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Culture: A taste of New Orleans

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Spiced apricot and raspberry cobbler (2921036)
Spiced apricot and raspberry cobbler (2921036)

When we arrived at the low green-shuttered building, home of Dooky Chase, the famous New Orleans restaurant – after a four-mile walk through Treme via a cemetery populated by white stone tombs which reflected the heat back onto our heads every which way – all we could croak was ‘water, please’. The idea of eating fried chicken, catfish, okra, and cobbler seemed outlandish in such killing heat despite the fact that for me, this was very much a pilgrimage.

But one of the great things about American restaurants is their air conditioning. No matter what the temperature is like outside – and on our recent trip to Louisiana, and New Orleans, it broke all records, approaching nearly 100°C in the shade – by the time you’ve spent ten minutes being blasted by deliciously cool air, you’ve worked up an appetite more worthy of a sherpa returning to Everest’s base camp. This is very handy when you are holidaying in one of the world’s greatest food destinations and worrying that the heat might mean you cannot do justice

to it all.

At Dooky Chase’s we were served bowls of peach cobbler à la mode. The combination of a scone-like topping with chunks of fresh peach, baked into a bubbling sauce capped with a scoop of cold vanilla ice cream was a perfect ending to a meal which included platters piled Jenga-high with crispy fried chicken, dishes of baked yams and a brackish, pond-weed thick stew of okra and tomatoes. I loved the cobbler so much I decided to make my own version when we returned to the UK and so here we are.

I’ve not sweetened the fruit too much because I like a bit of tartness but you can, of course, add more even though a scattering of demerara sugar over the cobbler topping adds both crunch and extra sweetness. After it has come out of the oven, leave it for a short while to allow the underneath of each scone to soak up the fruit juice until they take on the pink and orange hues of a perfect summer sunset.

Funnily enough, as I write this, it’s 27°C in West Suffolk which tends to make me reluctant to put the oven on in the day. But unlike Louisiana, it’s still relatively cool of an evening here so the idea of baking a fruit cobbler for 45 minutes or so is more palatable then, despite the fact my air conditioning system comprises an open kitchen door and window with nary a breeze coming in or out. I baked while listening to an edition of the Food programme on BBCR4 about Leah Chase, the 94-year-old chef at Dooky Chase who has commanded its kitchens for more than 70 years. I recently attended the Guild of Food Writers award ceremony in West London where Dan Saladino, presenter and producer of the show, was awarded the Food Broadcast Award for this particular programme, so this timely win felt like what Jewish people refer to as bashert; a good and fortuitous match.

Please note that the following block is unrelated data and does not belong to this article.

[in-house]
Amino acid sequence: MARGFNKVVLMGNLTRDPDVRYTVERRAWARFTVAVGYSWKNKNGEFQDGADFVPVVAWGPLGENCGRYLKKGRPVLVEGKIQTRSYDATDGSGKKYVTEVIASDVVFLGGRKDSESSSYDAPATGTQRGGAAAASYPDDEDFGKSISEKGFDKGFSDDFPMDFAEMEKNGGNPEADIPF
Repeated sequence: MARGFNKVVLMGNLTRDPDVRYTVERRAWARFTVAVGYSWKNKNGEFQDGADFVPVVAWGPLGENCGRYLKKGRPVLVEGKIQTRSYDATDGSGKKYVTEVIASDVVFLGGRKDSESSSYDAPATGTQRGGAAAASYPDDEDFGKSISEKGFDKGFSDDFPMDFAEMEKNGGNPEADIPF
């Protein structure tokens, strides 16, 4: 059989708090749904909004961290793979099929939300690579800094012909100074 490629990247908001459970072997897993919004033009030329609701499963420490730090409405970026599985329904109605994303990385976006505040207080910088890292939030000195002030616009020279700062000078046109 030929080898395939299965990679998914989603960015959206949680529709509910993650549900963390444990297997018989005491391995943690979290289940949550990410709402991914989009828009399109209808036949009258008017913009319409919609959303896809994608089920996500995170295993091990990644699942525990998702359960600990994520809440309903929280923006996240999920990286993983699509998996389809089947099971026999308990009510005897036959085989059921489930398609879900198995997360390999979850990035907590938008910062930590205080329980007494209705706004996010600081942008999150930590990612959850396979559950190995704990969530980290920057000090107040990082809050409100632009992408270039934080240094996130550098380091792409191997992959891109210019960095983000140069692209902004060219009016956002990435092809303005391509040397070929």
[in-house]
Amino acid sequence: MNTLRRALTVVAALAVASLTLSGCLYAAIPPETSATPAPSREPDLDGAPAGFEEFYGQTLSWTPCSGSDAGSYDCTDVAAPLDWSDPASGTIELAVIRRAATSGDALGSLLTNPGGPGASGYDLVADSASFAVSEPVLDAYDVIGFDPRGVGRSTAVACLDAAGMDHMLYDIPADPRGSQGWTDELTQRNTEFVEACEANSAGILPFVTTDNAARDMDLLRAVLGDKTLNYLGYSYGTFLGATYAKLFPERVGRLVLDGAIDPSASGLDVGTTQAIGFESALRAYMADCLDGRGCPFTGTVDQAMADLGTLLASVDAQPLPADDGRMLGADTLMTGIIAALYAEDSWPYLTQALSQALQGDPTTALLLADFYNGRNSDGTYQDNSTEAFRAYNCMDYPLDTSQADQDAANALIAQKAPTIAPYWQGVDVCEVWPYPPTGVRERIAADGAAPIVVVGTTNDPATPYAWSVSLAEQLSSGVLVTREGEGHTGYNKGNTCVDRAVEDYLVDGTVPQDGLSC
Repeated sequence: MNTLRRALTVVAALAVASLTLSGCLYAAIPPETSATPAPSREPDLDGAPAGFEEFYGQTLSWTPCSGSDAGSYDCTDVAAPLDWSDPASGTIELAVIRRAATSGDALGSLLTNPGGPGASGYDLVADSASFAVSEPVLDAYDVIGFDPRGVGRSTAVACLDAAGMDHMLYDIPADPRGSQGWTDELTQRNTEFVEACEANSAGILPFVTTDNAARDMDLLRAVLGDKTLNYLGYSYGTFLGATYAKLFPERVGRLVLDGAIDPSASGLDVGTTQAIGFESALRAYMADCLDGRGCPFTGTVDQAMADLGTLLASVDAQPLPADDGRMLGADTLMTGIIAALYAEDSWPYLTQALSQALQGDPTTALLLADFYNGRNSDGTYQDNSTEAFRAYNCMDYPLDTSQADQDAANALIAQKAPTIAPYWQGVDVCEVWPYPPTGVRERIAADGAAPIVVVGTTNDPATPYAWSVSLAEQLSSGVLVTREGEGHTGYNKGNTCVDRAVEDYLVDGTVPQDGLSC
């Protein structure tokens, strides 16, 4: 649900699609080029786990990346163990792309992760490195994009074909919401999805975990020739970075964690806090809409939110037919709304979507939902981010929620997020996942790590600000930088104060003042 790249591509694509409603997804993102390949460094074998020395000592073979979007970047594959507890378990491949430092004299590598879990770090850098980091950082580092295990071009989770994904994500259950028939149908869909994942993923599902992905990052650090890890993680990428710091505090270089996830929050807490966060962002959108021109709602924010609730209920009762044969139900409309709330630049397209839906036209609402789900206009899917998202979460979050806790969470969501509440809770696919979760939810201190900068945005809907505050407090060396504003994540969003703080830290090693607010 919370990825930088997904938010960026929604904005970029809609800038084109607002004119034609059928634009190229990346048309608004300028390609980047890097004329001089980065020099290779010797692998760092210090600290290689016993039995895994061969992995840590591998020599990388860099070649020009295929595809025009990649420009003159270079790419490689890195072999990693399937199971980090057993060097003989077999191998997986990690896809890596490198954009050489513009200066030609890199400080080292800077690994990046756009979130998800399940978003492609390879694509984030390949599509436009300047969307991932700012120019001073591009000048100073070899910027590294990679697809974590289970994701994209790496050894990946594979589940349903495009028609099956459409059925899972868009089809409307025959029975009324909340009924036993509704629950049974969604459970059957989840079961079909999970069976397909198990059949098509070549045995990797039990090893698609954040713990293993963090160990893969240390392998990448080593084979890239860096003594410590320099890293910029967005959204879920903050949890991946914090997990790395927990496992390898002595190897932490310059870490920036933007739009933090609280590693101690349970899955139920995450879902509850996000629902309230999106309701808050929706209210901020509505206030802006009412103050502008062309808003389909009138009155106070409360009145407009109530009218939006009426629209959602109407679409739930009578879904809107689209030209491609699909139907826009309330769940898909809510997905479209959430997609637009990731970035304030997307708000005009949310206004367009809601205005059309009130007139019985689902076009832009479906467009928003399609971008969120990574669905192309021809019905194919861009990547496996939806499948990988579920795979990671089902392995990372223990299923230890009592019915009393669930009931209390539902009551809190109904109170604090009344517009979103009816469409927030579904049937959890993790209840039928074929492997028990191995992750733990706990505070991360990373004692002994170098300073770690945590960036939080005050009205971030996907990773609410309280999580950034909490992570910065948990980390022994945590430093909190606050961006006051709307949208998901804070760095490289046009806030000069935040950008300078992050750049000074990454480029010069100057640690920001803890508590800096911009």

Leah Chase has fed every visitor of note to New Orleans, including Barack Obama back in 2008, just a few years after Hurricane Katrina which caused considerable storm damage to the building. She chastised him for adding hot sauce to his gumbo. “Presidents come and go,” she said in a later interview, “but it’s that everyday little person that makes you – and that’s the one you never forget.” A formidable lady indeed.

Spiced apricot and raspberry cobbler

Serves around eight, depending on appetite

For the filling:

3 tbsp soft brown sugar

2 tbsp plain flour

1kg of apricots, halved and stoned

150g raspberries

1 tsp vanilla extract

3 balls of stem ginger,

finely minced

2 tbsp stem ginger syrup,

from the jar

For the topping:

210g plain flour

2 tsp baking powder

¼ tsp salt

85g fridge-cold butter, cut into small dice

175g buttermilk, plus a little extra for brushing on top of the scones

1 tbsp demerara sugar

Cream or crème fraîche to serve


Butter a baking dish. Mine measured 25x20x8cm deep.

Combine the soft brown sugar and flour in a large bowl then toss the apricot halves, the vanilla and the minced stem ginger then leave it all to marinate for ten minutes or so. You can leave it for longer if you like.

Now make the topping: combine the flour, baking powder and salt in another large bowl then add the butter, rubbing it in until the dough forms pieces the size of peas. Slowly pour in the buttermilk and mix with a fork until the dough comes together in a shaggy mass.

Preheat the oven to 190oC (170 fan) or gas mark 5.

Pour the apricot mixture evenly into your baking dish, dot the raspberries over then drizzle the whole lot with the ginger syrup.

I don’t bother rolling out the scone dough and nor do I use a cutter. I divide it into small pieces, then form them into irregular scone shapes with my (floured) hands before placing the balls on top of the fruit mixture, with their sides just touching. I got 11 balls out of my dough, but you may want to make them larger. Brush their tops with some buttermilk (don’t drown them in it though), then scatter the demerara sugar over.

Bake for 40-45 minutes, keeping an eye on the topping to ensure it does not burn. When the scones are golden and the fruit bubbling up around their dumpy edges, remove the dish from the oven. Serve with crème fraîche, ice cream or thick double cream.

Follow Nicola on Twitter: @Nicmillerstale